No kidding when it comes to litigation
Entrepreneur Richard North has no fear in taking legal action against companies that have stolen his ideas
Having their ideas ripped off is soul destroying for small companies. Even more galling is that the guilty parties rarely get brought to justice. They bank on small businesses having neither the money nor the bottle to challenge them. Those who assumed this about Richard North’s toy company, Wow!, were wrong.
North has already spent about €185,000 on patent attorneys and legal support to stop companies counterfeiting and selling his company’s remote control shark and fish toy, Air Swimmer. With a number of other actions pending, the company’s legal bill is fast heading towards €600,000.
North estimates that counterfeit versions of Air Swimmer could have cost his company as much as €20 million in lost sales in 2011. With this year’s offering from Wow! (a battling robot called Attacknid) slugging it out with Furby to be the top-selling toy this Christmas, North is no mood to stop chasing the forgers.
North is a serial entrepreneur who loves gadgets and toys. He fizzes with enthusiasm when talking about Attacknid and how his company worked with a young inventor living in a remote cabin in the hills of Vermont to develop it.
Attacknid is probably not every little girl’s dream, but its exploding armour-clad body has gone down spectacularly well with boys (of all ages) and there were queues to see it in action when it went on sale here in Smyths Toys in October.
“The toy business is something of an enigma. It is notoriously difficult to crack and littered with failures,” North says. “I hear about IP infringements all the time and many good friends in the industry who create wonderful toys are sometimes in despair at the illegal rip-offs that steal their investment. We rely on innovation both internally and in association with inventors all over the world and we are not afraid of taking on big names.”
That said, North chooses his battles carefully. He breaks toys into two basic categories – “items”and toys with the potential to become enduring brands. An item is a toy that probably won’t last beyond its first Christmas. His attitude to items is to get them to market quickly, don’t waste money protecting them and make hay while the sun shines.
Toys with endurance potential are an entirely different ball game. These are the ones North is prepared to fight for. “We knew we had something special with Attacknid because it’s visually spectacular and a modern take on the age-old pastime of battling with toy soldiers,” he says.
“The tooling alone cost around €400,000 and we have spent around €75,000 on patents so far. This is a toy with a defendable competitive advantage and we believe it will still be here in five years time and that the Combat Creatures family will grow. Part of the development process has been to ‘future proof’ the Attacknid with sophisticated electronics that will allow it to interact with all sorts of smart devices coming down the tracks.”
Wow! employs 60 people in Wolverhampton and is among the 100 fastest growing companies in the UK. North has no formal qualifications, having served his time as a salesman before setting up a photography company, followed by an internet search engine, followed by an online gift company, followed by Wow!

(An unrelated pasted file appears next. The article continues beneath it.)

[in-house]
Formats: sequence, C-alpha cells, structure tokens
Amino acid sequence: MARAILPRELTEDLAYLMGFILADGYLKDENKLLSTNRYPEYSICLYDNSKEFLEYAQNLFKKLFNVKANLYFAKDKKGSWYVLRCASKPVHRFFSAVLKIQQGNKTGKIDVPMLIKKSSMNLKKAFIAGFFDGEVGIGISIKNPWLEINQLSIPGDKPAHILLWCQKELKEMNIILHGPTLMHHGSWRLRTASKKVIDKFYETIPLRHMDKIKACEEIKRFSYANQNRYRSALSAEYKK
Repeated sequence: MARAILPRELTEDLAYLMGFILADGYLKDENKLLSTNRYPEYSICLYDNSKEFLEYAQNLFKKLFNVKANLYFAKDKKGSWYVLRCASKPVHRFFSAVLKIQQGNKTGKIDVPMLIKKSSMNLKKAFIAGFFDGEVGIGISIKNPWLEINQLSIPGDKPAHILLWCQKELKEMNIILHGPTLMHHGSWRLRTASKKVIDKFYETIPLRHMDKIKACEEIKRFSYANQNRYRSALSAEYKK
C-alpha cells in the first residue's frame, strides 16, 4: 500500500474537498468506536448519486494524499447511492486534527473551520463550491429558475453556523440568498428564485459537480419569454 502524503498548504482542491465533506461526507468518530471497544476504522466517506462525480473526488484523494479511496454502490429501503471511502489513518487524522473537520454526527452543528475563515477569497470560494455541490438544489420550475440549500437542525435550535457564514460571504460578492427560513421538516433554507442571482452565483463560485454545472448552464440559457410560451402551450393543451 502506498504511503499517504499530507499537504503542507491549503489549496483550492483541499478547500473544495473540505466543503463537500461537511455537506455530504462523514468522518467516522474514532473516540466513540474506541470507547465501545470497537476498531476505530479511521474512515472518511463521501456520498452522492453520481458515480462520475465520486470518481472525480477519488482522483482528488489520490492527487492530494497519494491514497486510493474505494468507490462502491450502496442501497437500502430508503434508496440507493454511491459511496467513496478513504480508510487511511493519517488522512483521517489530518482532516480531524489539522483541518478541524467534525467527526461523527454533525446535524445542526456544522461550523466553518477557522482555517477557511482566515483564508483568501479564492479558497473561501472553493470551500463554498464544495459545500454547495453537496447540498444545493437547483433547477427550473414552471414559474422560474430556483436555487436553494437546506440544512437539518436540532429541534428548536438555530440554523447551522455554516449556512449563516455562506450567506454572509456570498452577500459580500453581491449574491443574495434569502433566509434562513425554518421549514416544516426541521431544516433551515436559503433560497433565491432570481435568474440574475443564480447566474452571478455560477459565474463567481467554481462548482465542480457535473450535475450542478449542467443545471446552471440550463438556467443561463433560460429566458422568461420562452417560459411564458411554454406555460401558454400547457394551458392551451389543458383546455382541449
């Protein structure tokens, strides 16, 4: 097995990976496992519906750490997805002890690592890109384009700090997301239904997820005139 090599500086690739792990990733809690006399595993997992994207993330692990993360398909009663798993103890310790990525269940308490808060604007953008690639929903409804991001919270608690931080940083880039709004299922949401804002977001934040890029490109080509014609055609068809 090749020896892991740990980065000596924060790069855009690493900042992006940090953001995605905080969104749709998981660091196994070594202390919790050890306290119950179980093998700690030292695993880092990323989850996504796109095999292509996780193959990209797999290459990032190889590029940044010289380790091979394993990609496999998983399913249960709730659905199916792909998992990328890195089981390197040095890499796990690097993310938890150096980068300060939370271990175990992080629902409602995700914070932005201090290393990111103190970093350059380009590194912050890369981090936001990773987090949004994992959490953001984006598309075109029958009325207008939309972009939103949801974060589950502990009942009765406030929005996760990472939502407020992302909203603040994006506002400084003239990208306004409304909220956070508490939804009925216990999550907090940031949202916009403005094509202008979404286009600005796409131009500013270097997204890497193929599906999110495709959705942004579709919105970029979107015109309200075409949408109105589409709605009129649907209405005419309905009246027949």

“In terms of global toy companies we are small and because of that the big guys ignore you if you try to tackle them about infringements,” North says. “They assume you will go away because you lack the tenacity and money to pursue them. We had both.”
Copies are most likely to come from places such as China and tracking them down is a problem. But North says is also possible to take proceedings closer to home against retailers and their suppliers.
Wow! took an action against the Le Clerc supermarket chain in France and was also successful in having counterfeit goods destined for a UK online retailer intercepted and seized by trading standards officers.
People often ask me why we expend all this energy and money chasing these guys? The answer is if we don’t, why would anyone want to innovate?” says North. “Richard Dyson made people think twice about copying his technology and we too believe that if you put up a hard enough fight, it will act as a deterrent.
“I’m not saying legal actions will completely prevent copies of Attacknid coming onto the market. But I’d put money on it that there will be far less copies appearing than if we hadn’t shown we were prepared to go after people.
“If you are serious about innovation and have the finances to protect yourself and a balance sheet strong enough to go to war, then do it. Far too many companies are lazy and want to piggyback on other people’s ideas and ambitions.
“What would be useful is a fast-track way of getting these people. Right now it takes over a year and the copies have been made and sold by the time they are stopped. For me the best bit about Wow! is innovating. The worst bit is defending what we’ve created. The fun and the upset go hand in hand.”
Toy stories: Protecting your inventions
Bringing the ideas thieves to justice. Is it worth the effort?
Yes, if it’s a product with a defendable competitive advantage.
Yes, if it’s a product with longevity potential.
Yes, if you have the money and the energy.
No, if it’s a one-season wonder product.
No, if you don’t have the budget to keep supporting the product in the marketplace.
No, if you’re not patient and tenacious.